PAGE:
Michelangelo Buonarroti, Mosè, dettaglio della barba. Ph. Credit Jörg Bittner Unna
Michelangelo Buonarroti, Moses, detail of the beard. Ph. Credit Jörg Bittner Unna

Michelangelo Buonarroti, Mosè, dettaglio delle tavole. Ph. Credit Jörg Bittner Unna
Michelangelo Buonarroti, Moses, detail of the boards. Ph. Credit Jörg Bittner Unna

Michelangelo Buonarroti, Mosè, dettaglio delle gambe. Ph. Credit Jörg Bittner Unna
Michelangelo Buonarroti, Moses, detail of the legs. Ph. Credit Jörg Bittner Unna

Il Mosè illuminato da Mario Nanni
Moses illuminated by Mario Nanni

Il Mosè illuminato da Mario Nanni
Moses illuminated by Mario Nanni

Thus, some features of the statue are reinterpreted by Forcellino in light of the later intervention, and the scarcity of marble that the artist would have had to deal with in the left area, going to rework it to make the changes.

For example, the restorer observes a certain stiffness in the left side of the neck, as opposed to the other side, and explains it by the impossibility of having the shoulder, already set, perform the same torsion as well, and by the lack of material.

According to Forcellino, moreover, the statue originally had not only a frontal gaze, but also the two feet together; therefore, the artist would have intervened in the lower area as well, bending one leg in search of a more complex internal spatiality of the sculpture. And the depth of the bending of that leg, which makes the movement so powerful, should be read as a consequence of the fact that in the left area of the already sculpted marble block, it would not have been possible to find space for the new foot to be made, except in a very backward position.

Even the obvious dimensional difference between the two knees, treated by Michelangelo with the addition of a crease running through the robe above the smaller left knee, and “distracting” the viewer, would derive from the limitations of the block already ahead in the carving.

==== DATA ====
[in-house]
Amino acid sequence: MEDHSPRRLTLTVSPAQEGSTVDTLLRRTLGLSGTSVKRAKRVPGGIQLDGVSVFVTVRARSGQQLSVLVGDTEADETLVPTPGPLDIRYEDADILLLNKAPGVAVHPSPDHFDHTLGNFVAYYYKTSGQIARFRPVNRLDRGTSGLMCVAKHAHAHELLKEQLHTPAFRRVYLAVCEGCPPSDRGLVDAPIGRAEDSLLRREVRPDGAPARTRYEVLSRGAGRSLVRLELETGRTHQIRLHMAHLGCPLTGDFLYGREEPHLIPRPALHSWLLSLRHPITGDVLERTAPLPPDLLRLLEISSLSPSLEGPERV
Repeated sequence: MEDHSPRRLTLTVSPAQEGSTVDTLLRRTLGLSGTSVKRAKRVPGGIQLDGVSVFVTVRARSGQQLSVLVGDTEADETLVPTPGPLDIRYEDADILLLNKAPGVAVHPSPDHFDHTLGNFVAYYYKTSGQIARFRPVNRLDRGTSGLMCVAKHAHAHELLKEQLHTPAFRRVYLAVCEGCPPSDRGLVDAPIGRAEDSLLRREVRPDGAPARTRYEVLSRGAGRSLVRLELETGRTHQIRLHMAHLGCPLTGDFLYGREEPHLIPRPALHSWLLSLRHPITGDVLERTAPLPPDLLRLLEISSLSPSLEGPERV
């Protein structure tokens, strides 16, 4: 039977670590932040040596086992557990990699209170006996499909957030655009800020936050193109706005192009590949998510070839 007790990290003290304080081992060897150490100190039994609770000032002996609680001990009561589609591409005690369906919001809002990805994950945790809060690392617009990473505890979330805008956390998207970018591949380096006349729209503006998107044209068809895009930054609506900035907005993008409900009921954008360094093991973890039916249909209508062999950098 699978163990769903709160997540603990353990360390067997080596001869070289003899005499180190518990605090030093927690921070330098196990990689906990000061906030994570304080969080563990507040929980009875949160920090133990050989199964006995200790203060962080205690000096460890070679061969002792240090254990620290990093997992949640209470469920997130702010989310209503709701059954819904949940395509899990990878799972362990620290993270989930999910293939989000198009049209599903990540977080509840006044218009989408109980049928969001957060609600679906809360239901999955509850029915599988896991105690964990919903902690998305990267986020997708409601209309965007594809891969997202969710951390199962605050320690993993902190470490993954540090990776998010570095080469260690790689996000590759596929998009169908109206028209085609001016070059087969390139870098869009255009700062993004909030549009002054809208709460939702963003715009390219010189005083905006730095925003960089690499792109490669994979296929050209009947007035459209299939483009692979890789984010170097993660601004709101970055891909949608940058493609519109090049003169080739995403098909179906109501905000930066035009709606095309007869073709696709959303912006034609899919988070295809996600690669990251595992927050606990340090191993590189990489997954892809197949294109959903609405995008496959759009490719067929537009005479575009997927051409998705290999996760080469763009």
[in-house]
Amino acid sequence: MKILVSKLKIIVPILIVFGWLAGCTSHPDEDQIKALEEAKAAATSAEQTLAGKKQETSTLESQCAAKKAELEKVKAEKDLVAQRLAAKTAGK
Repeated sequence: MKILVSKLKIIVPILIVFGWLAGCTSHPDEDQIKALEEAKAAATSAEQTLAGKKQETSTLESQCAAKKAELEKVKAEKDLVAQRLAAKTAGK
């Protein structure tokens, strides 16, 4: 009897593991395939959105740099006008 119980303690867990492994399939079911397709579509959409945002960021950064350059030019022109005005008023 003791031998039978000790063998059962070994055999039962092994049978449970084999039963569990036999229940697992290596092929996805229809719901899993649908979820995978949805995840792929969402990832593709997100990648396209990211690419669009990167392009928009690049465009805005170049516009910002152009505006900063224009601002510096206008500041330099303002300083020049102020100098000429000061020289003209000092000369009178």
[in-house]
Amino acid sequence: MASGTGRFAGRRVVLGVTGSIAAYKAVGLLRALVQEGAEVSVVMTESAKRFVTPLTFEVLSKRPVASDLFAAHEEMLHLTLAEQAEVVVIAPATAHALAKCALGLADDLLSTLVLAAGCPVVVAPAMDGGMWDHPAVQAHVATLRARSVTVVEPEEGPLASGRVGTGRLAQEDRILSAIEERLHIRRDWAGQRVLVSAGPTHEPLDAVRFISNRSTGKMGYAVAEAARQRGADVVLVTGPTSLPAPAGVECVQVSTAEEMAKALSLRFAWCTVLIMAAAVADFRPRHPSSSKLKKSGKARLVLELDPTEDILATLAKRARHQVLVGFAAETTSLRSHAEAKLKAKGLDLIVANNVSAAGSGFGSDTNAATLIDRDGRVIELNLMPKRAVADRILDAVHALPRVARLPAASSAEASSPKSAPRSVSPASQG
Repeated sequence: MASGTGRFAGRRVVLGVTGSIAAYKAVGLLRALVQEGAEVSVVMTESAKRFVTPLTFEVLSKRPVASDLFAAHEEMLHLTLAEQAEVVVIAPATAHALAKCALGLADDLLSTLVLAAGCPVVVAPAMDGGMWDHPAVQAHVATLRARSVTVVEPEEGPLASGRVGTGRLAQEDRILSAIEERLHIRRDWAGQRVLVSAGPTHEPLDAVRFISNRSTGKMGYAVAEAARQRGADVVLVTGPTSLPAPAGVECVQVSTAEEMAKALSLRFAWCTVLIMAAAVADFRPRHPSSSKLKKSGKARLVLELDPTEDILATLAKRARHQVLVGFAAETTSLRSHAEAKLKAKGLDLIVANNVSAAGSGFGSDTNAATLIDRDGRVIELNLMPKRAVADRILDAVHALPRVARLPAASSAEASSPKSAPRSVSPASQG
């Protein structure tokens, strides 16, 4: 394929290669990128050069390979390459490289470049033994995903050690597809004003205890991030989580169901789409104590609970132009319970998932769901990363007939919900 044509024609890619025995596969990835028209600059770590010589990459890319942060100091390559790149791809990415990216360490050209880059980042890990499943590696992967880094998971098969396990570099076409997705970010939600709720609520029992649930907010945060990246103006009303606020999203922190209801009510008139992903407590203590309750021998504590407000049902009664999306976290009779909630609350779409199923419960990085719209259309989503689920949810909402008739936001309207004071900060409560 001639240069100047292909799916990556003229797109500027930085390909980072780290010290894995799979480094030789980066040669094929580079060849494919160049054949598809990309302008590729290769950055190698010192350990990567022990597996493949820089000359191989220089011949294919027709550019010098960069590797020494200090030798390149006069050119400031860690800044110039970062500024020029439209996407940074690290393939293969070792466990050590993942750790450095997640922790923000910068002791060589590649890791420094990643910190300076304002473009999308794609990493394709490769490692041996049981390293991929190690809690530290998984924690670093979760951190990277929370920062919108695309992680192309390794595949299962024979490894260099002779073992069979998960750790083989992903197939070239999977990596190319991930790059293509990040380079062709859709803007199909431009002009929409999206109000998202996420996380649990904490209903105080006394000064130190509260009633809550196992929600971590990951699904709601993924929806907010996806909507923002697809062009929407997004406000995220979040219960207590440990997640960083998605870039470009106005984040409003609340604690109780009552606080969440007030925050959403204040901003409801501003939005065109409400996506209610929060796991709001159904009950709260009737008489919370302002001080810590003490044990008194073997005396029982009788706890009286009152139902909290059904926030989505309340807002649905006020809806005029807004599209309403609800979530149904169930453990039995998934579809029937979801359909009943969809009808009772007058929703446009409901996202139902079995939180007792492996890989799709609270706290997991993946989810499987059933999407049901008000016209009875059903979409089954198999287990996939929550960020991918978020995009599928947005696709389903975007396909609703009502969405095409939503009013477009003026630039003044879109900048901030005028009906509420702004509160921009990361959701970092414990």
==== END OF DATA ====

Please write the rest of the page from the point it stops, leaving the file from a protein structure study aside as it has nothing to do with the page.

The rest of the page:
Similarly, the course of the much-debated and admired beard, dragged to the right by the index finger, is argued: it would have been designed in this way to cope with the shortage of marble. On the left, in fact, where the thick mass should end following the turning of the head, we see a single lock, moreover very crushed, because the marble would have already been worked down to the robe.

It would remain to be explained, however, why Michelangelo decided to return to his work more than twenty years later and modify it so radically. Whether he really wanted to recall, through that turning of the head, the moment when the gaze of the Jewish leader rests on his people intent on worshipping the idol?

Forcellino and later also the art historian Cristoph L. Frommel hypothesized that the sculptor, by turning the head of his Moses, had intended to ensure that the statue’s gaze would no longer rest on the altar containing the chains with which, according to tradition, St. Peter was imprisoned (the “bonds” from which the church’s name derives), alleged relics, the veneration of which Michelangelo would have considered mere religious superstition.

The restorer then notes that with such a twist the statue was also able to intercept the light from the window on the left that illuminated its face, a particularly significant fact if one takes into account that the two conspicuous horns on its head stand for the very rays of divine illumination. The window in question was unfortunately closed later, but thanks to light-designer Mario Nanni, who in 2017 devised a special LED lighting system diversified for four times, it was possible to recover, on the precious marbles, the original effect of the natural light of the various phases of the day (dawn, noon, dusk, twilight).

Moreover, the posture we see today certainly allowed the statue to gain in strength and liveliness compared to a hypothetical initial frontal arrangement.

In conclusion, Michelangelo materialized a powerful and ambiguous presence, and it is precisely the accuracy of the analysis of the effects generated by its disturbingly dense vitality on the observer that still constitutes, beyond the outcomes of subsequent studies, the most significant merit of Sigmund Freud’s contribution.

In 1545, the decades-long affair of the papal burial came to a conclusion; the tomb lacked the grandeur and decorative richness that should have characterized it, and yet it still constitutes a fundamental moment in the production of the great Tuscan artist and, more generally, in the context of Renaissance art, especially by virtue of the vigorous sculptural depiction of the legislator of the people of Israel.